This is the Blind Spot entry I’ve been looking forward to the mostest. For those of you who may be new to my site, the Spanish director Pedro Almodóvar can do no wrong in my eyes. He’s my most favourite-est director and I loves him. I loves him unconditionally.
Okay, that’s enough of the bad grammar. I’m even annoying myself now.
I’ve already covered his film The Skin I Live In (2011) for another Blind Spot entry two years ago and I have talked about how much of a god damn amazing auteur he is. And recently I mentioned him in my Cannes Film Festival highlights post. His films lift my heart with colour, melodrama and they have most three-dimensional female characters of ANY director in ANY country.
So without further ado, here are my thoughts on Volver. One of Almodóvar’s finest, and it’s up there with All About My Mother (1999) and Talk to Her (2002).
To set the scene, we have Penélope Cruz plays Raimunda who lives in Madrid. She is a mother to Paula, sister to Sole and partner to Paco. Fairly recently, her mother, Irene, and her father died in a house fire. Things get a little weird when it turns out Irene’s neighbour seemingly ‘talks’ to Irene’s ghost. Sole encounters the ghost herself and the ghost even ends up stowing away in her car trunk but begs her not to tell Raimunda about her, because of secrets.
What the hell, ghost Irene?!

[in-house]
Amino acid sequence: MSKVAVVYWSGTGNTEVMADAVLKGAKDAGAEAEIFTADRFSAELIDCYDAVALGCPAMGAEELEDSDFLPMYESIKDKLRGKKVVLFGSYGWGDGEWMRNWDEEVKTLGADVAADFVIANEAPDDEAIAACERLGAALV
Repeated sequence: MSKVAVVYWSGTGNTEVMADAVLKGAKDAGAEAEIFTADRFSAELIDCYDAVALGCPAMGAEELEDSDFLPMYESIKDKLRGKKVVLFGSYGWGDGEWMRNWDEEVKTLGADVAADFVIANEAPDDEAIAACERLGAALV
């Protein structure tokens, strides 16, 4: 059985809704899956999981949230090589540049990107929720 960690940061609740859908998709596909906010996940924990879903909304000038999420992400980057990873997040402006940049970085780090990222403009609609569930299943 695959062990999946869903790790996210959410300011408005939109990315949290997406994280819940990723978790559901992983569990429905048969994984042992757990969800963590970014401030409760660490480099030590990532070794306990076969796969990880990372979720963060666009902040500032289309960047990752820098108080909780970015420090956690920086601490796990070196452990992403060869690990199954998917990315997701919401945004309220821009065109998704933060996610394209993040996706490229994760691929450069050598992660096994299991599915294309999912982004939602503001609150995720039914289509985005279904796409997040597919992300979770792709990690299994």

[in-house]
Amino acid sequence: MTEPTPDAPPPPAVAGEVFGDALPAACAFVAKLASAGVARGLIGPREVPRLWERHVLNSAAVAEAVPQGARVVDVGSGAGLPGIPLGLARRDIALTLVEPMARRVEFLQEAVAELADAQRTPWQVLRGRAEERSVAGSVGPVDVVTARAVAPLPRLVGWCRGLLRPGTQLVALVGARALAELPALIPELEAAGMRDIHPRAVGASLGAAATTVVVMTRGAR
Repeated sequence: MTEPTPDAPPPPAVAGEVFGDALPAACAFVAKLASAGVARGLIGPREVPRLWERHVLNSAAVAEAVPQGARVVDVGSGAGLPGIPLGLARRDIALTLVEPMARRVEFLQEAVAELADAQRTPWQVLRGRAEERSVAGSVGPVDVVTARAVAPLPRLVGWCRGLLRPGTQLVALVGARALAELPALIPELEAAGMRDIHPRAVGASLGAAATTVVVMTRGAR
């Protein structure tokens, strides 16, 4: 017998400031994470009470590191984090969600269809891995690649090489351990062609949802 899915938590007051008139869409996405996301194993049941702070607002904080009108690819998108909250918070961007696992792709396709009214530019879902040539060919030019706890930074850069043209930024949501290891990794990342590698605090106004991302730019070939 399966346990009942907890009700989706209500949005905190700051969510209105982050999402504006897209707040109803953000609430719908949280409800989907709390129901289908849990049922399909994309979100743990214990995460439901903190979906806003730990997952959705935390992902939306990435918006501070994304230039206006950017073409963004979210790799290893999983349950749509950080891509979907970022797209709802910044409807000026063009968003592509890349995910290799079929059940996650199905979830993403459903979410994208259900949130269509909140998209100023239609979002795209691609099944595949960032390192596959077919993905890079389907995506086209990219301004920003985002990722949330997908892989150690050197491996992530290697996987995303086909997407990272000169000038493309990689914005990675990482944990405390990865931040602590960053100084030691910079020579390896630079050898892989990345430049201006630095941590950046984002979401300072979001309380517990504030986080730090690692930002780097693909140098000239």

While all of this craziness is going on (yes, I agree you could create an entire film around this single plot line, but this is an Almodóvar film and it ain’t an Almodóvar film without at least three plots), Raimunda is having her own personal crisis. Paco attempts to rape his daughter, Paula, and whilst trying to do so proclaims he is not actually her father.
What the hec?
Sisters are doing it for themselves
On the surface, Volver Almodóvar very much feels like there are at least two separate films going on. One, the weird ghost storyline, could potentially be its own little hah-hah family comedy.
The latter, the daughter-rape storyline, could be a gritty, kitchen sink drama. Put them together and you have a melodrama.
Because actually, both of the sisters’ storylines are essential to each other. Like so many of Almodóvar’s other films, Volver is about family. It’s about women and mothers their fiercely protective motherly instincts. It’s about not letting the past repeat itself and it’s about facing your past. And if you were to take all of the men out of this film and take an average of how many of them are pigs, the answer is all of them. All men are pigs. We don’t need them.
Let’s twist again
Volver one of the best twists in Almodóvar history until the release of The Skin I Live In five years later. It’s not quite as impactful as I think you as an intelligent audience member would easily be able to guess at least half of the shock reveal in Volver.
I’ve discussed the plot quite a bit so far, but it’s the characters that make the film what it is. Penélope Cruz has never acted so well. Carmen Maura stands her ground as much as she did in any other Almodóvar film. It is no wonder that all six of the main actresses jointly won the Best Actress award for Cannes Film Festival in 2006. The story wouldn’t work without any of them, and their personal struggles, as well as their struggles as women, all feed into each other. They refuse to be victims and be burdened by their circumstance.
Oh Almodóvar, I love you. Never leave us. We need you now more than ever.
Have you ever seen Volver? What did you think of it? Let me know in the comments below!